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EPA Overcomes Budget Office, Issues Tougher Exhaust Rules

March 09, 1985|From a Times Staff Writer

WASHINGTON — The Environmental Protection Agency issued regulations Friday to reduce emissions from trucks and buses, overcoming opposition from the White House Office of Management and Budget, which wanted more relaxed standards.

The regulations, required under the 1970 Clean Air Act and a recent court order, will force new buses and trucks to install pollution-control devices in three stages. Minor improvements are mandated in 1988, followed by progressively stronger adjustments in 1991 and 1994.

The EPA said that by 1994 the regulations will have increased the price of light-duty trucks by about $28, of heavy-duty gasoline-powered vehicles by $21 and of buses and other heavy-duty diesel-powered vehicles by $682.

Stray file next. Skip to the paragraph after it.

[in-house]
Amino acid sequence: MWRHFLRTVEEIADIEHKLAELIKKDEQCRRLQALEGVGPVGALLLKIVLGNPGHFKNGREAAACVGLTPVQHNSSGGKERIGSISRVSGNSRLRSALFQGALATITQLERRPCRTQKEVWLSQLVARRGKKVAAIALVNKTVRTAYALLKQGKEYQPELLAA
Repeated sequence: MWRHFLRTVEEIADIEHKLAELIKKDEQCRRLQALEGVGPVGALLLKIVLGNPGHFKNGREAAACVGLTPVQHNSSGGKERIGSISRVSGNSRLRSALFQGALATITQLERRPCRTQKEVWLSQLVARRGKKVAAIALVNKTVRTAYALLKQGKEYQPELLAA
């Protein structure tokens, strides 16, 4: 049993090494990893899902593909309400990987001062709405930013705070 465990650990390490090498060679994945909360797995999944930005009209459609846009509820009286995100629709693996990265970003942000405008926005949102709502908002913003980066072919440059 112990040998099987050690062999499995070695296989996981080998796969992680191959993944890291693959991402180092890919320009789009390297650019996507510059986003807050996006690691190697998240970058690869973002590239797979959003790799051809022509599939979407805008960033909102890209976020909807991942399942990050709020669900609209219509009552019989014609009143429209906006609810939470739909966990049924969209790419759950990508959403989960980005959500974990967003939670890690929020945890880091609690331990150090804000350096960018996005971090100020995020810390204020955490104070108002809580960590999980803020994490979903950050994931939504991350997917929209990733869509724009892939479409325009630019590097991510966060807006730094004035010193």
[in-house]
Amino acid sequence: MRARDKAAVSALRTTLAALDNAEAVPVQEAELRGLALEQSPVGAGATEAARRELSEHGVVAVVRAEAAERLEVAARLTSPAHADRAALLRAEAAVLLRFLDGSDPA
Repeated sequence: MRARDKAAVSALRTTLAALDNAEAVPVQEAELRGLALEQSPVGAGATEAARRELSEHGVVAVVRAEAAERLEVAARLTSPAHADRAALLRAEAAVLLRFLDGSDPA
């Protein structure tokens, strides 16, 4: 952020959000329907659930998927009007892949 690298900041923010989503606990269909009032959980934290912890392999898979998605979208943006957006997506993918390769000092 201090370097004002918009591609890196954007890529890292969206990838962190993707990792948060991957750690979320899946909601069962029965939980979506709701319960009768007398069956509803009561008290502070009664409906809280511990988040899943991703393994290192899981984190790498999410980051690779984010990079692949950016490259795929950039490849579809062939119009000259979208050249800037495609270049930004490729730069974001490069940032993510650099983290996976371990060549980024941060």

An EPA spokesman said the new standards will reduce particulate emissions in urban areas by 46% by the year 2000. Particulates, emitted in the black plume of bus exhaust, are suspected of causing cancer.

The new regulations will also prevent the level of nitrogen oxide emitted from trucks and buses from increasing above current levels, the EPA said. Nitrogen oxide, a component of smog, causes respiratory problems.

However, environmentalists and the state of California have criticized the regulations as too weak. They maintain that the improvements in the exhaust standards will not even keep pace with the growing number of vehicles on the road.

Administration officials said Budget Director David A. Stockman had objected to the EPA's proposed regulations as too stringent. But in a meeting Friday with EPA Administrator Lee M. Thomas, Stockman agreed to support the agency's plans.

"In the course of the meeting, the differences were apparently ironed out," said EPA spokesman David Cohen. "From our point of view, these were the rules that are in the best interest of protecting public health."

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